In English the following equivalent terms are in use:
- Operating basis earthquake (OBE) (corresponds to the company earthquake )
- Maximum design earthquake (MDE) (maximum design earthquake ; corresponds to the safety earthquake / design earthquake )
- Maximum probable earthquake (MPE) (largest probable earthquake)
- Maximum credible earthquake (MCE) (maximum conceivable earthquake)
Reaction of the structure
The reaction of a building (response spectrum) to the forces generated by an earthquake, usually acting horizontally in different directions, depends on the construction (e.g. half-timbered , prefabricated house ) and the material (e.g. reinforced concrete , masonry ). The power transmission within the structure has a major influence on the response spectrum, for example through a securely connected and simple supporting structure, the avoidance of differently reacting parts of the building and sufficient resistance to twisting. It is also essential that the foundation of the structure reacts in a uniform manner and that large masses are avoided in the upper parts of the structure.
With the help of the properties of the materials used and the force transmission due to the construction method, the response vibration of a building to the earthquake vibration can be calculated, and thus also the forces occurring within the building. These serve as dimensioning criteria for construction and material.
The reaction of a building depends both on the immediate subsoil (3 - 20 m below the surface) and on the deeper subsoil. In the standard, both indicators are summarized as an S indicator . Without an expert opinion, the most unfavorable subsoil class C is to be used.
The subsoil class is described by means of the loosening caused by weathering :
- A: unweathered
- B: moderately weathered
- C: badly weathered
The condition of the subsoil must be verified for each structure by means of a subsoil report.
The deeper subsurface is divided into three classes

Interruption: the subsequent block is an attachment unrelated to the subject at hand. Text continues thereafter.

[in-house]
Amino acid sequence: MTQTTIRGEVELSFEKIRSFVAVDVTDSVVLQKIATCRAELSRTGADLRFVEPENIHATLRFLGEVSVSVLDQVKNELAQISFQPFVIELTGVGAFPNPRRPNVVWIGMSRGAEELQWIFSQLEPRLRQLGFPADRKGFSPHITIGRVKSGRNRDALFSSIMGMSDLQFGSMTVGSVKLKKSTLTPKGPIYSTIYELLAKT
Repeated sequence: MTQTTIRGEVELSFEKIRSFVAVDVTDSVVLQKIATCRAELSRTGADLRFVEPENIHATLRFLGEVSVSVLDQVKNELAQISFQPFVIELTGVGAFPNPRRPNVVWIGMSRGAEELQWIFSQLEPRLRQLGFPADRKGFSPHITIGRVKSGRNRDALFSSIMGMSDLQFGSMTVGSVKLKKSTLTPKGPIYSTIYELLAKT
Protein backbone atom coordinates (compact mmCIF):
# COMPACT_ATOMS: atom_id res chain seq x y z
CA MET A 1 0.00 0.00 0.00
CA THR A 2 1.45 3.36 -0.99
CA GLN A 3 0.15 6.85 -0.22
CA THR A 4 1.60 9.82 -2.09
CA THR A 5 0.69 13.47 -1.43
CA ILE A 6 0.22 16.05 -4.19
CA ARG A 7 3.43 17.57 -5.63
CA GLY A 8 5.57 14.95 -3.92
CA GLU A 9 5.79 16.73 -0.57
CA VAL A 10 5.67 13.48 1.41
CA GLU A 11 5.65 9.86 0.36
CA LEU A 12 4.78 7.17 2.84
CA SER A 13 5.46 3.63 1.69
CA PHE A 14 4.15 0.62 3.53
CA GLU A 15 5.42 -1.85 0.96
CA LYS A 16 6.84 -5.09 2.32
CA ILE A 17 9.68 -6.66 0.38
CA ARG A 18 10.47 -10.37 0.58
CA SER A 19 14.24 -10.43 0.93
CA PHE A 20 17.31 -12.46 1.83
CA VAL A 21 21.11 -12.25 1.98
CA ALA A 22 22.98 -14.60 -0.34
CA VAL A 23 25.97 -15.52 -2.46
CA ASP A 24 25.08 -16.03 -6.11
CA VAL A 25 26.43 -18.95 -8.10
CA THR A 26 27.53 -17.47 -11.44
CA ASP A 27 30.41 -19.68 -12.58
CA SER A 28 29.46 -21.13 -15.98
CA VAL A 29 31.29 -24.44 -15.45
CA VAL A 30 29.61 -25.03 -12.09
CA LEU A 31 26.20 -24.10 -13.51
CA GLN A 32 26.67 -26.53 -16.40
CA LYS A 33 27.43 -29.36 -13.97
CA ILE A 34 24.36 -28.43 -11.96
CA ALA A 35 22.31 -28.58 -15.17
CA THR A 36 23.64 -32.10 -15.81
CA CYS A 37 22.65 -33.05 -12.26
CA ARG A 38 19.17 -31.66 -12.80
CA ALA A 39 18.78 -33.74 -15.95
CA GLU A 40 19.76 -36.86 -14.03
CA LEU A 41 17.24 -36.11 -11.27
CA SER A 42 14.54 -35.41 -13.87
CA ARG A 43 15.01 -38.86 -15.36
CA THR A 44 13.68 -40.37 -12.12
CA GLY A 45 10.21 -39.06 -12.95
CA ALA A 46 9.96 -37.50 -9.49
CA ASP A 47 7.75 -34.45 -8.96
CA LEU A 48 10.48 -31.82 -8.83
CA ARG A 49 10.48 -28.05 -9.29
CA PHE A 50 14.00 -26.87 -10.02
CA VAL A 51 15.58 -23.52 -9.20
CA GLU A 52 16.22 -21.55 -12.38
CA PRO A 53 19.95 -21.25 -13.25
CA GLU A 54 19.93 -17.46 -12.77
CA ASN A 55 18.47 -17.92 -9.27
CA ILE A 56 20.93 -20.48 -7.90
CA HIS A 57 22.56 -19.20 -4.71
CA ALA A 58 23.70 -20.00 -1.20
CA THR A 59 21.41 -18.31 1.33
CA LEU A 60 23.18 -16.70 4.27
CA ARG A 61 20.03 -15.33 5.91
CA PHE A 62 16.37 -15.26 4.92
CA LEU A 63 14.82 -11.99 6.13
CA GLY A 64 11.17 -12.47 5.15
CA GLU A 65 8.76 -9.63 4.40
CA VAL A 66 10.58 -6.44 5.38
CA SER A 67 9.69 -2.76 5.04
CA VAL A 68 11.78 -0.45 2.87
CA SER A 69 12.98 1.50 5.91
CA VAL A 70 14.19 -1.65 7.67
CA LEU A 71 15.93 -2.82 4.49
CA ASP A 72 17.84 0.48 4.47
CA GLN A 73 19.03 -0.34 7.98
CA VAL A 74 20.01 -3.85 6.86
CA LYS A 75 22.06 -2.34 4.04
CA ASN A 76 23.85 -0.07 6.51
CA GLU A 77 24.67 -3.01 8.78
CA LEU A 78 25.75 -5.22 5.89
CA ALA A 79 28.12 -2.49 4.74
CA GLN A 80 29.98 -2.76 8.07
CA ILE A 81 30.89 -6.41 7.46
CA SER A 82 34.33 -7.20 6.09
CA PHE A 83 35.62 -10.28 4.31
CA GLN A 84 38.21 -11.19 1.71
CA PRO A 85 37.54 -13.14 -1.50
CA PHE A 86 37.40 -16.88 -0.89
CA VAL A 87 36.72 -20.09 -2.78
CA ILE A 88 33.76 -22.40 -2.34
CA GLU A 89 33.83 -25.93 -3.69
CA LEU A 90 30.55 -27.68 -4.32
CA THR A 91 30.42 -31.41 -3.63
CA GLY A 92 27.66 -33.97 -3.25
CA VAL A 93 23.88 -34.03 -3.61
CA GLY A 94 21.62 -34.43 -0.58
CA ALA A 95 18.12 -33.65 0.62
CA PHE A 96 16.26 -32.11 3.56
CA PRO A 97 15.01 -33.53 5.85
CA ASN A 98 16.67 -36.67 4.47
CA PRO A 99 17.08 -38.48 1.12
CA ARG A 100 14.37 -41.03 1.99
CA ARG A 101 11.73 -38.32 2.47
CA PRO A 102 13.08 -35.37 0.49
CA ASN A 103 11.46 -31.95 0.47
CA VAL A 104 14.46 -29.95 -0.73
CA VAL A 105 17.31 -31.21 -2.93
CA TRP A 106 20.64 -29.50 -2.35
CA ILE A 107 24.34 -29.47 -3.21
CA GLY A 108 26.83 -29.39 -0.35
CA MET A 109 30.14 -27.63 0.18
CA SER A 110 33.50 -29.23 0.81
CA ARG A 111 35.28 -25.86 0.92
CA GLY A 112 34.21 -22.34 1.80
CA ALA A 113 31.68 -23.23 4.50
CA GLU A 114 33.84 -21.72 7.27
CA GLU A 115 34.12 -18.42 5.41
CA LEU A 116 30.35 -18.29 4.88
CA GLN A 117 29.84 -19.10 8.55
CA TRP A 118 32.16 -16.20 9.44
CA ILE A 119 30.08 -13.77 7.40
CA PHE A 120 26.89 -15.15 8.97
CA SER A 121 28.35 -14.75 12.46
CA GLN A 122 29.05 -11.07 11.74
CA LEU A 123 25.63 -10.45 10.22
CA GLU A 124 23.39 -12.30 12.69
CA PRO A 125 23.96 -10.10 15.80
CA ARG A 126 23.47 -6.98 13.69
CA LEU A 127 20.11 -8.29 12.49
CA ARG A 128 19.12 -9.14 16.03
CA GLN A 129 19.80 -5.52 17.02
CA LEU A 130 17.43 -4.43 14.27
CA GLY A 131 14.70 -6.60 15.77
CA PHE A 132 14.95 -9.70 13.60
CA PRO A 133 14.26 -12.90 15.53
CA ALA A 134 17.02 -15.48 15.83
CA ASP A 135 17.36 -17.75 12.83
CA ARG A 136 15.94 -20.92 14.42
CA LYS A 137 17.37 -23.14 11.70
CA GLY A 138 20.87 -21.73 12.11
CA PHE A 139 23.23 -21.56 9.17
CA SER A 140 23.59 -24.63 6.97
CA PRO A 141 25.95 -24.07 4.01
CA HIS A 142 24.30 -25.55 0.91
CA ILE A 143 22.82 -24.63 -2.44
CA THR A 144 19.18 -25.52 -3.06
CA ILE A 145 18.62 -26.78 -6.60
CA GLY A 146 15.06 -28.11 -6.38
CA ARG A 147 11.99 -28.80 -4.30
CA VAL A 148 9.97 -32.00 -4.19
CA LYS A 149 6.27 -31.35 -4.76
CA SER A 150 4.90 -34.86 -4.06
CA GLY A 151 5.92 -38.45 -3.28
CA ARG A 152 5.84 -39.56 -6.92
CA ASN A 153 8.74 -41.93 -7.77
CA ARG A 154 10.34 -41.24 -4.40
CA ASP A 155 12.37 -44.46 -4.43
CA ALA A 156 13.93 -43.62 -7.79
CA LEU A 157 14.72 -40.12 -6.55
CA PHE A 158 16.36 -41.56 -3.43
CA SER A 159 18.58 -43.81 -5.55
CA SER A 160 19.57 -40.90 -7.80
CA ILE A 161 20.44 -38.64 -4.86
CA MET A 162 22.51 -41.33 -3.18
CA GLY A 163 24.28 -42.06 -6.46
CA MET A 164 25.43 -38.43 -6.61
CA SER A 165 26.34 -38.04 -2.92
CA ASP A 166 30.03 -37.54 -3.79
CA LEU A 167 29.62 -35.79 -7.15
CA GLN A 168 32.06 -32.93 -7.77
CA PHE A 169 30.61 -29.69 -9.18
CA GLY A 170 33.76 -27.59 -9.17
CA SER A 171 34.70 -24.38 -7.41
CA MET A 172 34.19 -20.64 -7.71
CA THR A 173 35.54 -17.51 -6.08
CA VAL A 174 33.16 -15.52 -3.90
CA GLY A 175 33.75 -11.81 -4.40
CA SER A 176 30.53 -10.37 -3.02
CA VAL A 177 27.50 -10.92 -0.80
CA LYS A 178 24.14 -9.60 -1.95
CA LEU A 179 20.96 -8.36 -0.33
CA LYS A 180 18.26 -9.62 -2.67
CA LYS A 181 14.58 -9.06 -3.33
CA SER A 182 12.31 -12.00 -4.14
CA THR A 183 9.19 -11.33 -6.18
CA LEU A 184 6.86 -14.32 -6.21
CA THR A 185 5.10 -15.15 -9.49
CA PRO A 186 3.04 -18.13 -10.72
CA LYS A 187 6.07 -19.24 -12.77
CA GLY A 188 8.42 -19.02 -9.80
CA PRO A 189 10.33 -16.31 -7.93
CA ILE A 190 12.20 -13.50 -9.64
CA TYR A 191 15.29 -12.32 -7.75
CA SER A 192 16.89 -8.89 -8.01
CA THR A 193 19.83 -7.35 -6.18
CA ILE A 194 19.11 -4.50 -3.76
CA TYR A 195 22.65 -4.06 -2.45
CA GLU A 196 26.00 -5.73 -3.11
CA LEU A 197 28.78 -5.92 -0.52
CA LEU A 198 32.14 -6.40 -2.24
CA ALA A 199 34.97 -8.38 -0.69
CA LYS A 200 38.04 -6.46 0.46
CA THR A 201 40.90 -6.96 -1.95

- R (from English rock ): solid rock (areas with solid rock bedrock)
- T ( transitional ): Transitional areas (areas with shallow loose rock and transitions between R and S)
- S ( sediment ): sedimentary basin (areas with deep loose rock)
The application of these measures to the given location on the situation is the resulting parameter S .
Importance of the building
The importance of the building for the general public is included in the calculation according to DIN 4149. A distinction is made between the four importance categories I to IV, from which an importance factor for the respective building results. Agricultural buildings such as barns, which are of little general importance, are classified in Category I; they are given an importance factor of 0.8. Category IV includes facilities of general importance such as hospitals, fire stations or disaster control facilities (importance factor 1.4).
- DIN 4149: 2005-04: Buildings in German earthquake areas. Load assumptions, dimensioning and execution of common buildings. Replacement for DIN 4149-1: 1981-04 and DIN 4149-1 / A1: 1992-12. Standards Committee in the Building Industry (NABau) in the DIN German Institute for Standardization eV, Berlin 2005.
- Udo Meyer: Earthquake-proof building with brickwork (PDF; 629 kB) Working group for brickwork in the Federal Association of the German Brick Industry. Retrieved August 8, 2009.
- Gottfried Grünthal: Earthquake Hazard for the Dimensioning of Dams According to DIN 19700. Volume of the report 14th Annual Conference “Safety- Relevant Effects on Flood Retention Basins - Extreme Operating Conditions .” Stuttgart, November 20, 2007 ( PDF file ; 950 kB)
- Free online tool for determining the earthquake zone , the reference value of the maximum ground acceleration a gR and the geological subsoil class according to Eurocode (also snow load zones, wind zones)
- Peter Knödel: Loads from earthquakes. (PDF; 127 kB) Example for the calculation of an elevated water tank based on the design criteria for earthquakes